Influenza - the flu
What is influenza?
Influenza or "flu" is a viral infection of the nose, throat and bronchial tubes. There are two main types of influenza virus: A and B. Type A virus tends to cause more severe illness than type B. Each type includes many different strains which tend to change each year.
What are the symptoms of influenza?
Influenza usually comes on suddenly. Typical influenza symptoms include headache, fever, chills, tiredness, dry cough, sore throat, nasal congestion and body aches. Intestinal symptoms like nausea and vomiting may occur especially in young children. Although most people are ill for only a few days, some people have a much more serious illness, such as pneumonia, and may need to be hospitalized.
Is It a Cold or Influenza?
When does influenza occur?
Influenza occurs most often in the winter months. Illnesses resembling influenza may occur in the summer months but they are usually due to other viruses.
Who gets influenza?
Anyone can get influenza, but it is most serious in the high-risk patient/client/residents (frail elderly and/or persons with chronic illnesses such as heart, lung disease, AIDS or individuals receiving cancer treatments) who are particularly vulnerable to serious illness if they get ill from influenza.
How is influenza diagnosed?
Once influenza is known to be present in a community, the diagnosis can be made on the basis of the symptoms. Specific lab tests to confirm influenza are costly and time- consuming and are not needed for most cases.
How soon do symptoms appear?
The incubation period for influenza is one to four days.
How is it spread?
Influenza is very contagious and is easily spread through contact with droplets from the nose and throat of an infected person during coughing and sneezing. Influenza may also be spread when a person touches a surface that has influenza viruses on it – a door handle, for instance – and then touches his or her nose or mouth.
How long is a person able to spread influenza?
The contagious period varies, but probably begins the day before symptoms appear and extends for a week. It may be longer in infants and children.
Does past infection with influenza make a person immune?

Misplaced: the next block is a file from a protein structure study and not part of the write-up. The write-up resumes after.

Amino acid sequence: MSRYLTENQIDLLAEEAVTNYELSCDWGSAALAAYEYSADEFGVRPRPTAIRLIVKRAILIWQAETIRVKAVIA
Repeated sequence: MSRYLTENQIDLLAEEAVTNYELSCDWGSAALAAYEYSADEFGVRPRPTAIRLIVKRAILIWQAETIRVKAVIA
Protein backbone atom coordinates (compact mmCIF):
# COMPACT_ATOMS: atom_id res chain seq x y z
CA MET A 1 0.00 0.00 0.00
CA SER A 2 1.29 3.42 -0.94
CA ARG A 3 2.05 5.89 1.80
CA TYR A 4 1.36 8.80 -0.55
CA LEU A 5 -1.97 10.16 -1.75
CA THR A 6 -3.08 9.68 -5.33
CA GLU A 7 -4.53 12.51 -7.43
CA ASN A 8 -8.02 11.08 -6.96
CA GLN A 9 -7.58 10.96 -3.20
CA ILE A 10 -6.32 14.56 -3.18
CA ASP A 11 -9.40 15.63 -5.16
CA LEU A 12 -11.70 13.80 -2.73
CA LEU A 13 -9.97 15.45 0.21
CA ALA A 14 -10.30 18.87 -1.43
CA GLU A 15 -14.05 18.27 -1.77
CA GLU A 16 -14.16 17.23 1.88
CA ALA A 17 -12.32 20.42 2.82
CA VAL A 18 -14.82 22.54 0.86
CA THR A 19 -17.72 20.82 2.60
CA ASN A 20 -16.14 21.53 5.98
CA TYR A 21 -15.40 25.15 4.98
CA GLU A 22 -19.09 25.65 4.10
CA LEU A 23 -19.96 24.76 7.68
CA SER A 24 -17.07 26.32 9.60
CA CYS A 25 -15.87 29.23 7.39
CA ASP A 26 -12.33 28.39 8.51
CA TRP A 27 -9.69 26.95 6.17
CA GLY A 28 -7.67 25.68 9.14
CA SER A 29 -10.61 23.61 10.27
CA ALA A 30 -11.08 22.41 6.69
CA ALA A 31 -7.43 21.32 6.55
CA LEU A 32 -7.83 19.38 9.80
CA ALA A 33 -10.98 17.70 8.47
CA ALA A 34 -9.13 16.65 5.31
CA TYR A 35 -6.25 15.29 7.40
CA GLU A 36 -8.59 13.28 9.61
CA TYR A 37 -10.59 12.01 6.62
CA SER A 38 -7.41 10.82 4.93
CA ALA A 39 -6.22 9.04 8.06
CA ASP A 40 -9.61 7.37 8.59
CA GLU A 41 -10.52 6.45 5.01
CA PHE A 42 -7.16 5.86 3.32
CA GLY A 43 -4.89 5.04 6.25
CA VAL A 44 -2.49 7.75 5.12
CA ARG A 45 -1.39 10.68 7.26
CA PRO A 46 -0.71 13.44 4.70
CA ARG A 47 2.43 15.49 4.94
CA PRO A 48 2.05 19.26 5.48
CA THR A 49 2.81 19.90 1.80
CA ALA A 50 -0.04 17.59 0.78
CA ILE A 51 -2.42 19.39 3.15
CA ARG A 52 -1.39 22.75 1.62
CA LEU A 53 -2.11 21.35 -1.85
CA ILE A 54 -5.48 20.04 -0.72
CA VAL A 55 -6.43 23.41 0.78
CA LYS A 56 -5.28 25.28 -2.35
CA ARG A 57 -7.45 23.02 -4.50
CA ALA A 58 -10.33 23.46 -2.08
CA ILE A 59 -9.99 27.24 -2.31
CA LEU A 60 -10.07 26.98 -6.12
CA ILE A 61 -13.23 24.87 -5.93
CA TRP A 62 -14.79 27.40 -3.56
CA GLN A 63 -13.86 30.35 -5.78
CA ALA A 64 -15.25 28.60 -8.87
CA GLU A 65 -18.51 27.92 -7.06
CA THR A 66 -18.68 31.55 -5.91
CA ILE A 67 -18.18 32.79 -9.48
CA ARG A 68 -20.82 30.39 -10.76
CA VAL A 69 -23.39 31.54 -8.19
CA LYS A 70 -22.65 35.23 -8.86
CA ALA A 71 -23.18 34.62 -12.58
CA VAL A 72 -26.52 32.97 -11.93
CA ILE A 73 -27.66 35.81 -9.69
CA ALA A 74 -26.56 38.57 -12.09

Generally, no. The viruses that cause influenza change frequently, so people who have been infected or given an influenza ("flu") shot in previous years may become infected with a new strain. Because of this, and because any immunity produced by the influenza ("flu") shot may decrease in the year after vaccination, people should be re-vaccinated every year.
What you should do if you get the flu?
- Rest, drink plenty of liquids and avoid using alcohol and tobacco. Influenza is caused by a virus, so antibiotics (like penicillin) don’t work to cure it. Usually, influenza just has to run its course.
- The aches and fever can be treated with over-the-counter medicine like acetaminophen (Tylenol®). Children and teenagers with influenza should not be given any medicine containing acetylsalicylic acid (Aspirin®) because of the risk of a serious disease called Reyes Syndrome.
- Individuals at high risk may be treated with antiviral drugs (e.g. oseltamivir, amantadine). However these medications have to be prescribed by a physician early in the course of the illness.
When you should go and see your doctor?
- If you have trouble breathing, chest pain or cough that produces sputum which is bloody or rust-colored.
- If fever has lasted more than 3 to 4 days or is above 102˚F (39˚C) orally, in adults and children or 100.4˚F (38˚C) axillary (under the armpit), in children.
- If you are not starting to get better after a week or so.
- What can be done to control or prevent influenza?
What can be done to stop the spread or prevent influenza?
Frequent hand washing with warm water and soap. This will reduce your chance of becoming infected after touching contaminated surfaces.
Flu immunization in the fall. If you are over 65, chronically ill or a health care worker routine immunization against influenza (flu shot) is the most important control measure. When influenza occurs, an antiviral drug may be prescribed for prevention for certain people.
Healthy eating, adequate sleep and physical activity are essential to your health and immune system.
Cover your nose and mouth when you cough or sneeze. The influenza virus spreads quickly from person to person through droplets in the air. These droplets come from our noses and mouths, so it's important to cover them.
Do not visit patients in hospitals or residents in personal care homes if you have influenza-like symptoms.
Can we go to work, school or daycare if our family has a cold or influenza?
People with mild common cold symptoms (sneezing, runny nose and NO fever) may come to work. Practice good hand washing technique.
People with influenza should not go to work until they are well enough to do so. Adults can continue to spread influenza virus for up to 5 days after start of symptoms.
If your child attends daycare, tell the caregiver about any cold symptoms and ask if your child should stay away from daycare that day. Keep your child at home, away from daycare or school, if your child has a fever or if she is not well enough to participate in school or daycare activities.
If your child attends daycare, tell the caregiver if you think your child has influenza. Keep your child at home, away from daycare or school, until the fever is gone and she is feeling better. Children can continue to spread influenza virus for about 7 days after start of symptoms.
When both parents work outside the home, plan ahead by making arrangements for when your child becomes ill.
Wash your hands often with warm water and soap!
This will reduce your chance of becoming infected after touching contaminated surfaces.